Executive producers, Benjamin Melniker, Michael E. Uslan.
Co-producer, William M. Elvin.
Directed by Joel Schumacher
Mr. Freeze/Dr. Victor Fries ..... Arnold Schwarzenegger
Batman/Bruce Wayne ..... George Clooney
Robin/Dick Grayson ..... Chris O'Donnell
Poison Ivy/ Dr. Pamela Isley ..... Uma Thurman
Batgirl/ Barbara Wilson ..... Alicia Silverstone
Alfred Pennyworth ..... Michael Gough
Commissioner Gordon ..... Pat Hingle
Dr. Jason Woods ..... John Glover
Julie Madison ..... Elle Macpherson
Ms. B. Haven ..... Vivica A. Fox
Nora Fries ..... Vendela K.
Thommessen Gossip Gerty ..... Elizabeth Sanders
Bane ..... Jeep Swenson
The series has remained aloft due to highly effective all-star casting of the baddies as well as refreshment and expansion of other talent in front of and behind the camera. George Clooney as Batman and Alicia Silverstone as Batgirl are the new arrivals this time out, with Chris O'Donnell back for his sophomore appearance as Robin and director Joel Schumacher up to the plate for a second time as well.
Initial set piece, in which Freeze unleashes his ice-skating goons on the winged twosome, is somewhat silly since the minions spend more time playing hockey with a giant diamond coveted by Freeze than trying to accomplish their mission, which is to kill the good guys. But the follow-up is pretty spectacular, with Freeze blasting off in a private spaceship with Batman captive inside and Robin clinging outside, followed by some radical air surfing back to Gotham City.
Back at Bruce Wayne's mansion, there are also problems, as the billionaire's beloved butler, Alfred (Michael Gough), doesn't appear well. But the old man is buoyed by the arrival from England of his niece Barbara (Silverstone), whose demure good-girlishness belies a secret taste for the souped-up motorcycles stashed in the Batcave.
Those bikes spur the silliest sequence in the picture, in which Barbara hangs out with a bunch of lowlifes at night prior to an utterly gratuitous motorcycle drag race that looks like something out of "The Lost Boys." The Bruce Wayne side of the story has always posed a problem in the current series, and this installment is no exception, as the at-home chitchat consists of this group of orphans discussing the need for trust and family, and Bruce/Batman having to throw cold water on Dick/Robin, who's hot for both Barbara and Poison Ivy.
Midsection is woefully low on conflict and incident, with Mr. Freeze temporarily in custody, Barbara lolling about and Poison Ivy failing to fatally seduce either Batface or Birdbrain, as she calls her adversaries. Things pick up when Ivy frees Freeze and, informing him that the flying rodents have pulled the plug on his wife (when she in fact has jealously done so), inspires him to join her in a partnership of Adam and Evil to freeze Gotham City and decimate the world's human population.Late in the game, Barbara transforms into Batgirl, to less than electrifying effect, to help her protectors fight the ultimate battle, which sees Freeze turning Bruce Wayne's powerful telescope into a giant ice gun with which he can spray the entire city. As the victims must be thawed within minutes or be frozen forever, Batman, Robin and Batgirl shift into high gear, resulting in a protracted sequence as thunderously numbing as the climax of any other $100 million action film in recent memory.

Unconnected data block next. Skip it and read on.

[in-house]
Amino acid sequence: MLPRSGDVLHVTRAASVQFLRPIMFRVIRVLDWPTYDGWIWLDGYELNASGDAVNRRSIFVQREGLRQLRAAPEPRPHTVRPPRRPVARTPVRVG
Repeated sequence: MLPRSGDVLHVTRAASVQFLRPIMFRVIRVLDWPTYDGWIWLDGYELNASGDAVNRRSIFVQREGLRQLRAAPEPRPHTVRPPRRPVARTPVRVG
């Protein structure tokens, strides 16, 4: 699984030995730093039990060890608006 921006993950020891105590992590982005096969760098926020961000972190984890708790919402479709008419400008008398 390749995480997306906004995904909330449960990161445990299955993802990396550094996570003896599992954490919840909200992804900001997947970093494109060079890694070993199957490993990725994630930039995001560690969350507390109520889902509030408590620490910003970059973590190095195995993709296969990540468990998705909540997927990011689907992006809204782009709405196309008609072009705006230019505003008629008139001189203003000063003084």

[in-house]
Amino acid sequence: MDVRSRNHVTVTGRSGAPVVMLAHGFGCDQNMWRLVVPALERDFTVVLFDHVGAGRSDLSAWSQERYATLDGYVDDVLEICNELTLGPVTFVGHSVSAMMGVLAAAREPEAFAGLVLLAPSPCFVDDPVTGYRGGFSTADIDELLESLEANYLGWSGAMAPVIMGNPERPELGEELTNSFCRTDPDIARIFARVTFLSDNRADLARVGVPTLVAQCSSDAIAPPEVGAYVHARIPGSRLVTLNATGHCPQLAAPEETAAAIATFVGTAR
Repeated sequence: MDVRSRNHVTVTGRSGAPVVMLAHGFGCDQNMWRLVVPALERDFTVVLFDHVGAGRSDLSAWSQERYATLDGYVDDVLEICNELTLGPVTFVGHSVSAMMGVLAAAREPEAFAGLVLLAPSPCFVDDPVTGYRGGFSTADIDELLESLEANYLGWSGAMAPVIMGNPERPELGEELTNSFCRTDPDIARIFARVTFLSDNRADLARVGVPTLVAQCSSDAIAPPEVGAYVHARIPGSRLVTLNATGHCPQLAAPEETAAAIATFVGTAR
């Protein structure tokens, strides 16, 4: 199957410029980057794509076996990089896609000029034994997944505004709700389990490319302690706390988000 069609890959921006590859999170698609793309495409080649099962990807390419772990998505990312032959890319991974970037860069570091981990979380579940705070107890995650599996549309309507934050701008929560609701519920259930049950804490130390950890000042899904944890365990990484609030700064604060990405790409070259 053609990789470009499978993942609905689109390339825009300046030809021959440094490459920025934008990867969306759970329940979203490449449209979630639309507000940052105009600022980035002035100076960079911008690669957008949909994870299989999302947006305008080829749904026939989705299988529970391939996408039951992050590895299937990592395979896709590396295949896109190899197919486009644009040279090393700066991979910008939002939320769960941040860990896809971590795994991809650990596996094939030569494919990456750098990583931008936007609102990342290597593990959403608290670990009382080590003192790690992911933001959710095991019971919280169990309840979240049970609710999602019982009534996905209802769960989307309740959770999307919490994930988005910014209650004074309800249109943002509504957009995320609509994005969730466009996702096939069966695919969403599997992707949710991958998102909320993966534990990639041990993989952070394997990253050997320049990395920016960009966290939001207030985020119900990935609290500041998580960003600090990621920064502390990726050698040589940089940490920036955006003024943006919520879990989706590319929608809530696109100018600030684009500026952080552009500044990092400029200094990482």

Ongoing technological advances have made the effects, if not the production design, even more grandiose than in the previous Batman outings, although not necessarily to more edifying or thrilling effect. Batman's abilities were never about special effects (he can't even fly, really), and shouldn't have to compete with things that morph in the night.
Physically, Clooney is unquestionably the most ideal Batman to date, but none of the series' screenwriters has ever gotten a handle on how to make the character as interesting as those around him, and Clooney is unable to compensate onscreen for the lack of dimension on paper. It is difficult to think of another superhero series in which it would matter so little who plays the part, and it is indicative of the ongoing flaw in the Batman franchise that the changes in leading men have so little impact on the films' popularity or effectiveness.
O'Donnell mainly conveys a boyish eagerness that must continually be channeled and tempered by his guardian, while Silverstone, in her first bigscreen appearance since breaking through in "Clueless," makes a particularly disappointing impression, as she brings no special flair or energy to her potentially choice role.
That leaves it to the villains. Schwarzenegger, painted a silvery blue and heavily encased, is forced to deliver every cool/cold/chill/
frigid/frozen pun in the book, but the Freeze character is so unusual and imposing that he easily holds the interest. But best of all is Thurman, imaginatively coifed in red tresses and green body stocking, a man trap who taunts her intended victims like a leafy Mae West and is assisted in moments of physical need by a hulking, obedient manservant, Bane (Jeep Swenson). Her performance has comic wit conspicuously lacking elsewhere in the picture.